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Evolutionary Conservation and Expression Patterns of Neutral/Alkaline Invertases in Solanum

College of Horticulture and Gardening, Yangtze University, Jingzhou 434025, China
State Key Laboratory for Managing Biotic and Chemical Threats to the Quality and Safety of Agro-products, Institute of Vegetables, Zhejiang Academy of Agricultural Sciences, Hangzhou 310021, China
Quzhou Academy of Agricultural Sciences, Quzhou 324000, Zhejiang, China
College of Horticulture and landscape, Yunnan Agricultural University, Kunming 650201, China
Tianjin Research Center of Agricultural Biotechnology, Tianjin 300192, China
China-Australia Research Centre for Crop Improvement, Zhejiang Academy of Agricultural Sciences, Hangzhou 310021, China
Author to whom correspondence should be addressed.
These authors contributed equally to this work.
Biomolecules 2019, 9(12), 763;
Received: 29 September 2019 / Revised: 15 November 2019 / Accepted: 20 November 2019 / Published: 21 November 2019
(This article belongs to the Section Bioinformatics and Systems Biology)
The invertase gene family in plants is composed of two subfamilies of enzymes, namely, acid- and neutral/alkaline invertases (cytosolic invertase, CIN). Both can irreversibly cleave sucrose into fructose and glucose, which are thought to play key roles in carbon metabolism and plant growth. CINs are widely found in plants, but little is reported about this family. In this paper, a comparative genomic approach was used to analyze the CIN gene family in Solanum, including Solanum tuberosum, Solanum lycopersicum, Solanum pennellii, Solanum pimpinellifolium, and Solanum melongena. A total of 40 CINs were identified in five Solanum plants, and sequence features, phylogenetic relationships, motif compositions, gene structure, collinear relationship, and expression profile were further analyzed. Sequence analysis revealed a remarkable conservation of CINs in sequence length, gene number, and molecular weight. The previously verified four amino acid residues (D188, E414, Arg430, and Ser547) were also observed in 39 out of 40 CINs in our study, showing to be deeply conserved. The CIN gene family could be distinguished into groups α and β, and α is further subdivided into subgroups α1 and α2 in our phylogenetic tree. More remarkably, each species has an average of four CINs in the α and β groups. Marked interspecies conservation and collinearity of CINs were also further revealed by chromosome mapping. Exon–intron configuration and conserved motifs were consistent in each of these α and β groups on the basis of in silico analysis. Expression analysis indicated that CINs were constitutively expressed and share similar expression profiles in all tested samples from S. tuberosum and S. lycopersicum. In addition, in CIN genes of the tomato and potato in response to abiotic and biotic stresses, phytohormones also performed. Overall, CINs in Solanum were encoded by a small and highly conserved gene family, possibly reflecting structural and functional conservation in Solanum. These results lay the foundation for further expounding the functional characterization of CIN genes and are also significant for understanding the evolutionary profiling of the CIN gene family in Solanum.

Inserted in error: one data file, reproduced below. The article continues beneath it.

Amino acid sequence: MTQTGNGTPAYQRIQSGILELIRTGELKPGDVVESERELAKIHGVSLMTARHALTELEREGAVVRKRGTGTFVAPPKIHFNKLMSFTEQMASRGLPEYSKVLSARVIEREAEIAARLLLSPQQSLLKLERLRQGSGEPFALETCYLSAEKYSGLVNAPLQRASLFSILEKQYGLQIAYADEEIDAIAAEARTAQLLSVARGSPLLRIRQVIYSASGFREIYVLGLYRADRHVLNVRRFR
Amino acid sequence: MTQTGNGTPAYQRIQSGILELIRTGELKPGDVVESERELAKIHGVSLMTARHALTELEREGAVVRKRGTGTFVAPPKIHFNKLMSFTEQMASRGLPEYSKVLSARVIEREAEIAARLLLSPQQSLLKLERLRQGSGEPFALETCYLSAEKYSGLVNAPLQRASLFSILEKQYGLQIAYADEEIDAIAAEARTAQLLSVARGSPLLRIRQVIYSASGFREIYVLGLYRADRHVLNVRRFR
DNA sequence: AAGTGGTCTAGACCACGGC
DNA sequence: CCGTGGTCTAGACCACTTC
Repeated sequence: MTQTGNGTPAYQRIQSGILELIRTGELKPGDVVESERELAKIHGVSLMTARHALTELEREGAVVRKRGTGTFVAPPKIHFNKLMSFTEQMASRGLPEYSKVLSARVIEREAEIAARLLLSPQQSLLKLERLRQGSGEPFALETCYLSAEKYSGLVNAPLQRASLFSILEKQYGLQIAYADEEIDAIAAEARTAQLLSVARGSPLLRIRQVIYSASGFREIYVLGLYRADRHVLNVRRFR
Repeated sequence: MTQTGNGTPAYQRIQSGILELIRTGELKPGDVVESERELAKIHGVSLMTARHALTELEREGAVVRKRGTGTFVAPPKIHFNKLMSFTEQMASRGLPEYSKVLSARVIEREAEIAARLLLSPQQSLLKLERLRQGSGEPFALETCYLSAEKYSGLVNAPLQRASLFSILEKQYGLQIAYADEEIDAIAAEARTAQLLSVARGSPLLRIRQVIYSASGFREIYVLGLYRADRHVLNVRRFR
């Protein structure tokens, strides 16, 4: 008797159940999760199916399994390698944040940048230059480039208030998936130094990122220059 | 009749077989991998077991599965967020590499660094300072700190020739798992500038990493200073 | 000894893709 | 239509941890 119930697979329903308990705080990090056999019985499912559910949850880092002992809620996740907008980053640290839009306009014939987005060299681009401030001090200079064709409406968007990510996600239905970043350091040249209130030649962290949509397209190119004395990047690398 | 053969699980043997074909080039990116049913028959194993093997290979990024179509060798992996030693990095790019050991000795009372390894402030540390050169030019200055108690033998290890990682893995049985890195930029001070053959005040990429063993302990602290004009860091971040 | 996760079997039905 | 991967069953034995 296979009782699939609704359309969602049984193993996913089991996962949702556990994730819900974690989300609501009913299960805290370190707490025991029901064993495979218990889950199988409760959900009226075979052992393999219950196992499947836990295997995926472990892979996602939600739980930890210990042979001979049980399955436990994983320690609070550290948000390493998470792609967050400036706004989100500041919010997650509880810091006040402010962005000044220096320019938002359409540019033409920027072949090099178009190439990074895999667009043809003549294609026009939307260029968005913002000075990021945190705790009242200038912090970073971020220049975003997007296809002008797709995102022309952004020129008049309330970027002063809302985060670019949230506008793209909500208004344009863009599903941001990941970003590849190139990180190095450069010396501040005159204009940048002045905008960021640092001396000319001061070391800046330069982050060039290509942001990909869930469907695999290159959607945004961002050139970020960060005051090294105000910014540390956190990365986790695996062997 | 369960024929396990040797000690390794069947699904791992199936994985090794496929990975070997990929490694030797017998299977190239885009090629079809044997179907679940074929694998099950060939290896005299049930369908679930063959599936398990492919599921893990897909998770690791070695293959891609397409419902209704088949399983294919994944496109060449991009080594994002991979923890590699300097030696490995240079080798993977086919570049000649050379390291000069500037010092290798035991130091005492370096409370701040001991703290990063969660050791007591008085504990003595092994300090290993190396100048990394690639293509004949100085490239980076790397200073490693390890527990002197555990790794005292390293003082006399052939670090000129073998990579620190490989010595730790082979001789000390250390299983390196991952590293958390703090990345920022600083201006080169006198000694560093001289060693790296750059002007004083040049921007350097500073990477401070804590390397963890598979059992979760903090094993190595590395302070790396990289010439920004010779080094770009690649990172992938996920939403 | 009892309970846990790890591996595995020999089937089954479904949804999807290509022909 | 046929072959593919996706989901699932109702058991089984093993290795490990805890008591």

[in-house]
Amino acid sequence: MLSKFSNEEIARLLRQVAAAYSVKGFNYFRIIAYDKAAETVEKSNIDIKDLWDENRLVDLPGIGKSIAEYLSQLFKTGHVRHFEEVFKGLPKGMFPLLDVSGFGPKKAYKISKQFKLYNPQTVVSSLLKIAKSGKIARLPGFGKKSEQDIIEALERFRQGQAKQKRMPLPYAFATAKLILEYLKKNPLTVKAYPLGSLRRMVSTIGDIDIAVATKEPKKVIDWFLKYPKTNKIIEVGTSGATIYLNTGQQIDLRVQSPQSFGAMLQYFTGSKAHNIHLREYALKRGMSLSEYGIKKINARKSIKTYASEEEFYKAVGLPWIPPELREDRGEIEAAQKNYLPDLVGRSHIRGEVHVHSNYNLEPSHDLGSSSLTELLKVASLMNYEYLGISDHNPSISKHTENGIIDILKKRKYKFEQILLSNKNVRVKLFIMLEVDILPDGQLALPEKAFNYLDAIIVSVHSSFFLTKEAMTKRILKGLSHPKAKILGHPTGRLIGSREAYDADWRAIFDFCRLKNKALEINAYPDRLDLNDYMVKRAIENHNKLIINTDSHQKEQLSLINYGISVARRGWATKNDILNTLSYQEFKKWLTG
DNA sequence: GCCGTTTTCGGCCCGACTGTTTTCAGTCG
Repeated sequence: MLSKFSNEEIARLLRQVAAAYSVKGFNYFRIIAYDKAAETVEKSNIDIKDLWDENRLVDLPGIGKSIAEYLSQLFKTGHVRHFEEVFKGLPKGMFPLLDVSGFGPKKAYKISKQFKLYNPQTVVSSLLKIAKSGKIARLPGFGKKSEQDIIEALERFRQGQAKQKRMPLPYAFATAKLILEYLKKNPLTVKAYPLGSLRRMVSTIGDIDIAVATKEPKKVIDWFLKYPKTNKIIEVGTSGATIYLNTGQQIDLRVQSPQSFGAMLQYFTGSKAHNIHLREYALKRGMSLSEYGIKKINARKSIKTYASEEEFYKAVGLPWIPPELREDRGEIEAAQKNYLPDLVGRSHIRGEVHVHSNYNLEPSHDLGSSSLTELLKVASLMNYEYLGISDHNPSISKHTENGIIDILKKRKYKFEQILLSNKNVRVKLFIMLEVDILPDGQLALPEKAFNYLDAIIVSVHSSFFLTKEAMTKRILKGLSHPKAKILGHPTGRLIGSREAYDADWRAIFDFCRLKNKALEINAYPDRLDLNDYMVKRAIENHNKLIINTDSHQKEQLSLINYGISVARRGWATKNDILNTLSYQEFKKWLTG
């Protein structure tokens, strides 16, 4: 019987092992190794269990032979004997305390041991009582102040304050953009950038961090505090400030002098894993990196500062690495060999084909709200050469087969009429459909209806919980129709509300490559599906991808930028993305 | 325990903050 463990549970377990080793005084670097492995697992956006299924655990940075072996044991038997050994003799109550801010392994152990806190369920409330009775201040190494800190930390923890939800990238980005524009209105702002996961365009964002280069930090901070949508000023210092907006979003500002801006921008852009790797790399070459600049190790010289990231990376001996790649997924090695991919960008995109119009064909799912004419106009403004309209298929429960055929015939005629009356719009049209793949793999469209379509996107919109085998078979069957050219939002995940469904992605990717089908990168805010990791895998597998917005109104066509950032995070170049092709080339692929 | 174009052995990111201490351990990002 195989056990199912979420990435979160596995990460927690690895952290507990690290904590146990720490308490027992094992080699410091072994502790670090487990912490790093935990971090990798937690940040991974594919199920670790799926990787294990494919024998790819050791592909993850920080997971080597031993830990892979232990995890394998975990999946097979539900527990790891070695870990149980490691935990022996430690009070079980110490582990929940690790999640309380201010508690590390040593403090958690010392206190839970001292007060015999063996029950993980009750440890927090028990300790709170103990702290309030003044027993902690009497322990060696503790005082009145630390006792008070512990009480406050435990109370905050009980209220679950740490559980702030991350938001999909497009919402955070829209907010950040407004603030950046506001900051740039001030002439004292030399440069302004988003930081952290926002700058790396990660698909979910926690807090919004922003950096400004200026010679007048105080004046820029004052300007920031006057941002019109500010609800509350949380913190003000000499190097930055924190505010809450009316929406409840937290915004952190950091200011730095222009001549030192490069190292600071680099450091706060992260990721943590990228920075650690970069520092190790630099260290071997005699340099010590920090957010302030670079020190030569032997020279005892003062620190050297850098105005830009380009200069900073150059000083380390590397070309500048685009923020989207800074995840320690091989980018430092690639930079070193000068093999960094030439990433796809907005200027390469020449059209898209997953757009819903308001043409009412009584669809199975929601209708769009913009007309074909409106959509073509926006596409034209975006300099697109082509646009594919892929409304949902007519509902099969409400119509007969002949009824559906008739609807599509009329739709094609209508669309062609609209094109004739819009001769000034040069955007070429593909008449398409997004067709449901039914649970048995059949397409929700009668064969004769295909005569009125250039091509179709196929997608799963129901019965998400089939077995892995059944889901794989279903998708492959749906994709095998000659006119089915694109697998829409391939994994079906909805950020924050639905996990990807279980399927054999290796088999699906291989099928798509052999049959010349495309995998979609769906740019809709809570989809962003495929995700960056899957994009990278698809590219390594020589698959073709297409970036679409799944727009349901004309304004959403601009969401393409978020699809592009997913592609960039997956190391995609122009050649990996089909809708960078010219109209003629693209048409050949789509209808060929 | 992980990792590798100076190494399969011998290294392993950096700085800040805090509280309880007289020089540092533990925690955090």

Keywords: evolution; genome size; sequenced plants; evolutionary time; crystal structures evolution; genome size; sequenced plants; evolutionary time; crystal structures
MDPI and ACS Style

Pan, L.; Guo, Q.; Chai, S.; Cheng, Y.; Ruan, M.; Ye, Q.; Wang, R.; Yao, Z.; Zhou, G.; Li, Z.; Deng, M.; Jin, F.; Liu, L.; Wan, H. Evolutionary Conservation and Expression Patterns of Neutral/Alkaline Invertases in Solanum. Biomolecules 2019, 9, 763.

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